Mama Minimalist

The Evolution Of The Family Bed

We never planned to have a family bed.  Yet, parenthood never seems to go the way we plan does it? Our cosleeping setup has changed throughout the past five years and three kids.  We adapt as our needs change, and our bedroom adapts with us.  We are facing another change and our two oldest have expressed interest in having their own beds.

We began with my first daughter, Libby, in a moses basket beside us.  As I learned more about attachment parenting and we struggled to breastfeed she joined us in the bed.  She was a snuggle bug, and loved to sleep cradled up to her daddy.  Less then two years later our second daughter, Julianna, joined our family and we added a twin mattress next to our bed for Libby.

Julianna wasn’t as interested in snuggles as Libby was, but she did like to have mom within reaching distance as her “security blanket” was holding a strand of my hair.  She moved to a second twin bed next to ours.

The girls have had independent phases where they are okay sleeping nearby, and they have had phases where they needed to be next to us all night.  Especially Libby, she craves that sensory input at night in order to sleep well and body pillows and sleeping bags are not as effective.  We had an additional full bed in a second room for those times, or just for extra privacy and space.

After we had this setup for some time, and had already added in our third daughter, Éowyn, we all took a trip to visit family.  While we were gone our cat decided to use Julianna’s bed as a litter box.  The bed had to be thrown away and I happened to discover that two full beds fit perfectly against one wall of our room.

This is our favorite co-sleeping setup.  We have one bedroom for sleeping and clothing and the other two are free for living.  Two beds together is actually more sleeping space because you can utilize the edges  without worrying about falling off.  With the mattresses on the floor it is very cozy and extra safe for Éowyn (who unlike most babies will crawl off the bed in the middle of the night).

Just two beds has been the perfect set up in our family for several years. Recently we have needed to expand to accommodate some of the girls’ particular needs.  Éowyn has a mini-crib for her naps.  She is such an active sleeper and with two other kids I can’t nap with her to keep her on the bed.  Julianna has moved into a toddler bed in her own room.  (This bed converts back into a crib and we have plans to adopt out of the foster system, so we will need it in a few years anyway.) She may want to stay there, or she may want to come back. Libby likes to try new things and sleep in a different place every night.  Even if they are done bedsharing and it’s time to move a bed out, we have treasured the extra cuddles and are excited to see the girls growing up.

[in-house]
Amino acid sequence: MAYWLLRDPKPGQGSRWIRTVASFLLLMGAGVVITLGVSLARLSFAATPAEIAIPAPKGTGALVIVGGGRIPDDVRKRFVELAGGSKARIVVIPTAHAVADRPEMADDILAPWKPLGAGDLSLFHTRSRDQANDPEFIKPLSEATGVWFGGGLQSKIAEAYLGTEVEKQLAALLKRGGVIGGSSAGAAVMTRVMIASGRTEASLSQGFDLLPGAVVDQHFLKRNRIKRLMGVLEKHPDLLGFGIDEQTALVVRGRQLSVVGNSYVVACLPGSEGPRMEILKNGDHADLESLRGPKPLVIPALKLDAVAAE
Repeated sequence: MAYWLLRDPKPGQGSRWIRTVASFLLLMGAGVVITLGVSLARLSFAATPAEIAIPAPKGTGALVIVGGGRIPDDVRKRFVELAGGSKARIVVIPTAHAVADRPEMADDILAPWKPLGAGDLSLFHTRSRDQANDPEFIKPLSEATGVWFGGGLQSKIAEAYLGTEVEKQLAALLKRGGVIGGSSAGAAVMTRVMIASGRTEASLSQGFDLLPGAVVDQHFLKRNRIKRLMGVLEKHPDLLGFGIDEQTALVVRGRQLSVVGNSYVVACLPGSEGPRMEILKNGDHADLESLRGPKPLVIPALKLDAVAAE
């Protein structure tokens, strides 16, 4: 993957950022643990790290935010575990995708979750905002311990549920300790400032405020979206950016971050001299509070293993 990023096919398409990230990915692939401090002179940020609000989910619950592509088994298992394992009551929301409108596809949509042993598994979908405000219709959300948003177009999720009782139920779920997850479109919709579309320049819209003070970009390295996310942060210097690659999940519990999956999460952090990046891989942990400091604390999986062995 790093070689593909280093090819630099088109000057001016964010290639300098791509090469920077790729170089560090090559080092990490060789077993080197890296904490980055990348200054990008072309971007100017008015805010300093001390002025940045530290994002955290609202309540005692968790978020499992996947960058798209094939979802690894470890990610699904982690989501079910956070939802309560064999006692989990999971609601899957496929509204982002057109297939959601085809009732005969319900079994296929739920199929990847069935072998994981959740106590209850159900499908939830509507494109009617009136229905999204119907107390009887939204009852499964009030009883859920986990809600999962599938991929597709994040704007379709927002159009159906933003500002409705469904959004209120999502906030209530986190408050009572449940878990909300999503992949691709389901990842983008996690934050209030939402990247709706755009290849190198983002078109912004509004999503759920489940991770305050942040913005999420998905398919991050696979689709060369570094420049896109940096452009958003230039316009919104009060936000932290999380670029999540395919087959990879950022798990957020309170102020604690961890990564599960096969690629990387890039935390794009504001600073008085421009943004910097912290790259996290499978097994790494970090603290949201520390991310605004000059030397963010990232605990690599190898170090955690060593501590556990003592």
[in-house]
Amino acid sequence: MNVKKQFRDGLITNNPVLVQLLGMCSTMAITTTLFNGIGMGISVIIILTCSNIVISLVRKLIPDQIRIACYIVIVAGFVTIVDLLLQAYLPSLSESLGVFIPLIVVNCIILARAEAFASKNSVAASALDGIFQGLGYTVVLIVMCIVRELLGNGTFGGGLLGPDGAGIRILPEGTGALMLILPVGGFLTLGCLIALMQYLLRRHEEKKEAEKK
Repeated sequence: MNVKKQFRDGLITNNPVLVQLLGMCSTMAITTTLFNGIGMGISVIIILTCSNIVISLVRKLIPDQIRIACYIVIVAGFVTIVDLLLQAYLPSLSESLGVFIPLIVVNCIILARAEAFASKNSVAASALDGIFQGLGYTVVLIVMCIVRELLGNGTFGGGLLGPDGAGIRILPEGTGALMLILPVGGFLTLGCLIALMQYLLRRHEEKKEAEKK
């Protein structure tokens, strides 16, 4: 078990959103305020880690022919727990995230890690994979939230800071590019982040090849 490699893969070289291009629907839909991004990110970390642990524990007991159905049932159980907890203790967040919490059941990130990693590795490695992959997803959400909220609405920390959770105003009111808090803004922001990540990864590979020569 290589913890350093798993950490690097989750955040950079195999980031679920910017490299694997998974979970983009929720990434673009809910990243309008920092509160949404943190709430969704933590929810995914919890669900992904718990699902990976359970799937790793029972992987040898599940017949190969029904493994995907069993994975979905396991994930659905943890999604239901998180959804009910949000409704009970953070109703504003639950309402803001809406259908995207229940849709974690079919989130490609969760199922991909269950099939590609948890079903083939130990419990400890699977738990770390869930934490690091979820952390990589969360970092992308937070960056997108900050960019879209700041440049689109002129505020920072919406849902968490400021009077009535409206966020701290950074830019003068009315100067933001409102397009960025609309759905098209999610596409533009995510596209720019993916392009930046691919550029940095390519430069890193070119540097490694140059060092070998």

Tiny House Facination

I am fascinated by tiny houses and I keep trying to convince my husband to move our family of five into a Tumbleweed home.

This summer we had the opportunity to stay in a 20 foot yurt while Edward did some work for a client.  Even though the yurt was small and there were five of us it felt roomy because of the high ceiling with a window and the windows on all sides.  I loved having windows on each side and in the ceiling and being able to watch the sun and the moon cross the sky even while inside.

I believe a Tumbleweed home would feel more crowded for us then a yurt because they tend to have a cozy feel instead of a wide open feel.   We examined the way the yurt was built and committed it to memory.  It is something we would be able to construct ourselves, and we plan to make one.

Even though we live in a “small” house of only 880 square feet we only use a fraction of it and the rest is for holding stuff that we only keep really because the house feels too empty without it. It was pretty amazing to be able to stay in a space that was the right size for our needs

I’m so thankful to experience what I’ve been thinking about for so long, and realize that it is truly something that I want to do, and something my family is open to as well.

What a Baby Needs: A Minimalist Approach

A common question from expecting parents is “what do I need to get for baby?”  I know I asked it when I was pregnant with my first child and again with my second, and even my third.  The answer changed for me with each pregnancy. Not because I already had everything, but because I realized I needed less.  I realized that my babies really had very few needs, a place to sleep, something to eat, clothes and diapers to wear, and to learn and explore.  I also discovered that by attachment parenting I didn’t need as many materialistic things to care for my infants.